On Sunday, former Senator Bob Graham told NBC’s Chuck Todd that he believed the White House was preparing to release at least some parts of a 28-page secret chapter from a congressional inquiry into 9/11. Deputy National Security Advisor Ben Rhodes has confirmed separately that President Barack Obama had asked National Intelligence Director James Clapper to review the chapter for declassification.
Graham and other experts involved in the congressional investigation into 9/11 have already stated in interviews, mostly notably with 60 Minutes, that the secret chapter includes allegations of Saudi government involvement in helping the 9/11 hijackers settle in the United States.
Tim Roemer, who served both on the congressional committee led by Graham as well as the 9/11 Commission, has made specific allegations about Saudi involvement in the 9/11 attacks, as noted by the Associated Press:
Roemer said many questions remain about the roles of Fahad al Thumairy, an official at the Saudi consulate in Los Angeles who allegedly helped two of the hijackers find housing and transportation after they arrived in Southern California. Al Thumairy was later denied entry into the United States in May 2003 after the State Department alleged that he might be involved in terrorist activity. Roemer also wants to know more about Omar al Bayoumi, who was strongly suspected of being a Saudi spy and was alleged to have been helpful to the hijackers.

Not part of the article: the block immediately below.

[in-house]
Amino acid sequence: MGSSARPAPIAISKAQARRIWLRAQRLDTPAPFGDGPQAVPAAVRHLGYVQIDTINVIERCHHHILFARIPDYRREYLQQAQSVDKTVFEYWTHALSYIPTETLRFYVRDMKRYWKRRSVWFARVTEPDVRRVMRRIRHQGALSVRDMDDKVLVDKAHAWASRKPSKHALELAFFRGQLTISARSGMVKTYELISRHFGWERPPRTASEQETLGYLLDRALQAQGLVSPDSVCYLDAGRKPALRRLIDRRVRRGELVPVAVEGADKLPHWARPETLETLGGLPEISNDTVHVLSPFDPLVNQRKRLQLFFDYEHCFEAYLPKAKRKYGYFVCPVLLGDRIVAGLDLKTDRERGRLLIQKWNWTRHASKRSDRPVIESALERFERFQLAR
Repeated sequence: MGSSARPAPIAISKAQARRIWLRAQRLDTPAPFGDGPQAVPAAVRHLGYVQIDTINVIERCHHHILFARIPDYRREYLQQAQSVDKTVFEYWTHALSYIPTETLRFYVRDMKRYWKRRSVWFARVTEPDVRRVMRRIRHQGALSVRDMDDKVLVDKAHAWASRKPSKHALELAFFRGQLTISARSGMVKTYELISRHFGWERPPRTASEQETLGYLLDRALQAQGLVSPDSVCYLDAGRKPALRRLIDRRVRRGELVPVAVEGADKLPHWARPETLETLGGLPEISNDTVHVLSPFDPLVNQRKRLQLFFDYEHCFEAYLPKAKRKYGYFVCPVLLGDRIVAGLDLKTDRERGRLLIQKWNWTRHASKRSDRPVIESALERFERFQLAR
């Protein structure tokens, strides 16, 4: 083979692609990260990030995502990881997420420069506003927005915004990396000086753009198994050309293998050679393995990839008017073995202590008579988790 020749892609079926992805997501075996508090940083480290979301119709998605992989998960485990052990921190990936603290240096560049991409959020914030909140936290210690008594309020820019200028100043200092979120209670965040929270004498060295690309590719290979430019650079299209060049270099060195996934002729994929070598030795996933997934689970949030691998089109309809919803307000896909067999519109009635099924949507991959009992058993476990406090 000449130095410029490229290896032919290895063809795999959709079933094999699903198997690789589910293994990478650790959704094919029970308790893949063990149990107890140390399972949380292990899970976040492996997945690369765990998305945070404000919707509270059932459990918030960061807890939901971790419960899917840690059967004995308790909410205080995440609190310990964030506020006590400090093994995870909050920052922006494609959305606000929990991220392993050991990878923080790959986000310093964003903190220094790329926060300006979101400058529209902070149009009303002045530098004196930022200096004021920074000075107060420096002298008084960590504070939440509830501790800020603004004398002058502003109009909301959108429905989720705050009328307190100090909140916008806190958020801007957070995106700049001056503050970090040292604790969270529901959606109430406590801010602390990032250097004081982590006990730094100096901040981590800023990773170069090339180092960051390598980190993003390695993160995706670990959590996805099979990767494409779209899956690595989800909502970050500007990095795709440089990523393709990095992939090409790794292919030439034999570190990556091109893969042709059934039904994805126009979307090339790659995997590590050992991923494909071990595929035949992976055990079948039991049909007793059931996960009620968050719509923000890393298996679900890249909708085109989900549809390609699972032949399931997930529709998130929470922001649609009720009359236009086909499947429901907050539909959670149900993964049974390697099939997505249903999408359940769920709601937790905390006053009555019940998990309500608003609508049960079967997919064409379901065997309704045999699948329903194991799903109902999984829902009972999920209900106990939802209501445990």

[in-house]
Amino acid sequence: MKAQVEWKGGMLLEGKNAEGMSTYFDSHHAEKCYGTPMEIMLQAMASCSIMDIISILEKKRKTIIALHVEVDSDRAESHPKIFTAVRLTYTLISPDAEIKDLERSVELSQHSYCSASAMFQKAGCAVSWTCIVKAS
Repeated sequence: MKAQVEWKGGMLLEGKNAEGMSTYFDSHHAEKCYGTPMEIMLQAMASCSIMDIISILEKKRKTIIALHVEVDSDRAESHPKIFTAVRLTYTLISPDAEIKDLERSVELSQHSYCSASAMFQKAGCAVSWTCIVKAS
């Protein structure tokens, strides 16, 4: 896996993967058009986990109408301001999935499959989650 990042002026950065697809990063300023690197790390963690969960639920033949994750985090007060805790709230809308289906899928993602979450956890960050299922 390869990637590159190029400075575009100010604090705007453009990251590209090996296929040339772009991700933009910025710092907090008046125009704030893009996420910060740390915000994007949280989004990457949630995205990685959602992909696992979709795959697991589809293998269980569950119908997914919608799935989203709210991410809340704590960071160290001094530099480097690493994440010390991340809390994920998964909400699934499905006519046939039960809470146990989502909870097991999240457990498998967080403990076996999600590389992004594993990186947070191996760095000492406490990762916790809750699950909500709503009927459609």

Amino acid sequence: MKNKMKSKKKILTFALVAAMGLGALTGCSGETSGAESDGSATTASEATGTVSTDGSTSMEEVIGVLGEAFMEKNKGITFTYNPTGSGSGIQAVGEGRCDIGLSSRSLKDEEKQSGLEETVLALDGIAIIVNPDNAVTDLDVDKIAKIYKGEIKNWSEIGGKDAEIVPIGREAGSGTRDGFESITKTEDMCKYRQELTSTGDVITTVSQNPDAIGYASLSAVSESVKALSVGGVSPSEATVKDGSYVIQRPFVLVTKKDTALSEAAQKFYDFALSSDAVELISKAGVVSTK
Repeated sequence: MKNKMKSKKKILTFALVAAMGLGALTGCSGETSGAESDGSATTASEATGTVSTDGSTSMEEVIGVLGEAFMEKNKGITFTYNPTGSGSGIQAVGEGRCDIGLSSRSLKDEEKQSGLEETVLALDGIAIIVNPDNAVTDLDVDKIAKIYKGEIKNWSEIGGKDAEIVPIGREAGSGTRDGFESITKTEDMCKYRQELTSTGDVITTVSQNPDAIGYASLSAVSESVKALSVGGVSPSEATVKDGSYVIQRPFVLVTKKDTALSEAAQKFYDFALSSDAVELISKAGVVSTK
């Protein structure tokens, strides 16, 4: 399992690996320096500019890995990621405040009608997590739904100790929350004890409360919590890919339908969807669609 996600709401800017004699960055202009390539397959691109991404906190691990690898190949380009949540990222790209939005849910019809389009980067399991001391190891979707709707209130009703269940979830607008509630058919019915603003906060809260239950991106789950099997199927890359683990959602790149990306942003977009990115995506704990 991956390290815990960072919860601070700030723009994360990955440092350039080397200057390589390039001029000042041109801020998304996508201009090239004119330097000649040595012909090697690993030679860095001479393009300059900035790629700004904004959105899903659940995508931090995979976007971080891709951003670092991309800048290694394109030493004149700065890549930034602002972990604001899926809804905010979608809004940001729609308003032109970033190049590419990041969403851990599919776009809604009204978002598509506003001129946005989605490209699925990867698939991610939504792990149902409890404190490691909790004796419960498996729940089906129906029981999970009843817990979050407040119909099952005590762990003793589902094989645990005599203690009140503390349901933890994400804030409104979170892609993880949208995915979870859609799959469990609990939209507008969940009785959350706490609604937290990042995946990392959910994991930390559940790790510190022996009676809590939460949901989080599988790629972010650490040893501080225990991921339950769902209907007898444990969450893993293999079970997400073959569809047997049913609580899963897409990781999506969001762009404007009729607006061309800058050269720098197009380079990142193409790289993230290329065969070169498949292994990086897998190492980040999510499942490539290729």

The 9/11 Commission claimed that their investigation found no evidence that senior officials in the Saudi government were involved in the 9/11 attacks, though Fahad al Thumairy and Omar al Bayoumi could be classified as non-senior Saudi government officials.
The push to release the secret chapter comes during a difficult time in Saudi-US relations. President Obama recently gave an interview with former Israeli prison guard Jeffrey Goldberg, in which he appeared to lament the US-Saudi alliance. A bill to help the 9/11 families sue the government of Saudi Arabia, called the Justice Against Sponsors of Terrorism Act, already passed the Senate Judiciary Committee. Though the Obama Administration is fighting the bill, it appears to be quite popular.
Meanwhile, the Saudis are ramping up their lobbying efforts, tapping into their extensive network of DC insiders to fight against the 9/11 families bill.
The Saudis are also using their connections to former Secretary of State Hillary Clinton to push back against negative views of Saudi Arabia, especially the Podesta Group, which is reportedly being paid $140,000 a month to represent Saudi Arabia’s interests in Washington.
Anthony Podesta, a Hillary Clinton campaign bundler and brother of Hillary Clinton Campaign Chairman John Podesta, is personally lobbying for Saudi Arabia in DC, according to a report by the Daily Caller based on Foreign Agents Registration Act (FARA) records.
Looks like the Saudis have already made their plans for the next administration.